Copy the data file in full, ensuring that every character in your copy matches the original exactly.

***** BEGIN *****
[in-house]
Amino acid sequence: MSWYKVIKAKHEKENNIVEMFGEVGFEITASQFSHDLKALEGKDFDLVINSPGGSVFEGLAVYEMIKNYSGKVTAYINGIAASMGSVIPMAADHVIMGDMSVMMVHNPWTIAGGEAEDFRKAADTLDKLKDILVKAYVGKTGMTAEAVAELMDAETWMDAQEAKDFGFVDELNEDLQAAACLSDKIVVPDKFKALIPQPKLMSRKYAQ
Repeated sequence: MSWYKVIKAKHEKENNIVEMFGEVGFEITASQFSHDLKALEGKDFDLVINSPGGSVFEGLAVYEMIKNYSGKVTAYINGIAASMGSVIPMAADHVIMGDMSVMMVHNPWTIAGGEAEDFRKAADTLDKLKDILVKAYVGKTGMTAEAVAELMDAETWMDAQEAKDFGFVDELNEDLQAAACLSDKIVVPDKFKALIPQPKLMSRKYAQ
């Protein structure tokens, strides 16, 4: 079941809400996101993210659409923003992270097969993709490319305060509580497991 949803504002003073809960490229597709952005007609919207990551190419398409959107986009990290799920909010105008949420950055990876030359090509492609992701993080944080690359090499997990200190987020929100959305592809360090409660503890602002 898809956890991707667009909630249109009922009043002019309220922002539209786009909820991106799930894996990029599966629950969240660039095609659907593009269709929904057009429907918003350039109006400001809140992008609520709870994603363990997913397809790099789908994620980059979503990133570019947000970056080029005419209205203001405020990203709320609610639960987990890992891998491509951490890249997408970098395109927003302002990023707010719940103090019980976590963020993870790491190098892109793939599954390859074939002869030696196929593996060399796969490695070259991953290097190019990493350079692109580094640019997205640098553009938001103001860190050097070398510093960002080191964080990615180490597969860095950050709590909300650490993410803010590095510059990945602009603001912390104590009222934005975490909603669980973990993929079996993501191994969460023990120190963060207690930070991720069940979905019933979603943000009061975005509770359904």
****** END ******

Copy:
[in-house]
Amino acid sequence: MSWYKVIKAKHEKENNIVEMFGEVGFEITASQFSHDLKALEGKDFDLVINSPGGSVFEGLAVYEMIKNYSGKVTAYINGIAASMGSVIPMAADHVIMGDMSVMMVHNPWTIAGGEAEDFRKAADTLDKLKDILVKAYVGKTGMTAEAVAELMDAETWMDAQEAKDFGFVDELNEDLQAAACLSDKIVVPDKFKALIPQPKLMSRKYAQ
Repeated sequence: MSWYKVIKAKHEKENNIVEMFGEVGFEITASQFSHDLKALEGKDFDLVINSPGGSVFEGLAVYEMIKNYSGKVTAYINGIAASMGSVIPMAADHVIMGDMSVMMVHNPWTIAGGEAEDFRKAADTLDKLKDILVKAYVGKTGMTAEAVAELMDAETWMDAQEAKDFGFVDELNEDLQAAACLSDKIVVPDKFKALIPQPKLMSRKYAQ
């Protein structure tokens, strides 16, 4: 079941809400996101993210659409923003992270097969993709490319305060509580497991 949803504002003073809960490229597709952005007609919207990551190419398409959107986009990290799920909010105008949420950055990876030359090509492609992701993080944080690359090499997990200190987020929100959305592809360090409660503890602002 898809956890991707667009909630249109009922009043002019309220922002539209786009909820991106799930894996990029599966629950969240660039095609659907593009269709929904057009429907918003350039109006400001809140992008609520709870994603363990997913397809790099789908994620980059979503990133570019947000970056080029005419209205203001405020990203709320609610639960987990890992891998491509951490890249997408970098395109927003302002990023707010719940103090019980976590963020993870790491190098892109793939599954390859074939002869030696196929593996060399796969490695070259991953290097190019990493350079692109580094640019997205640098553009938001103001860190050097070398510093960002080191964080990615180490597969860095950050709590909300650490993410803010590095510059990945602009603001912390104590009222934005975490909603669980973990993929079996993501191994969460023990120190963060207690930070991720069940979905019933979603943000009061975005509770359904």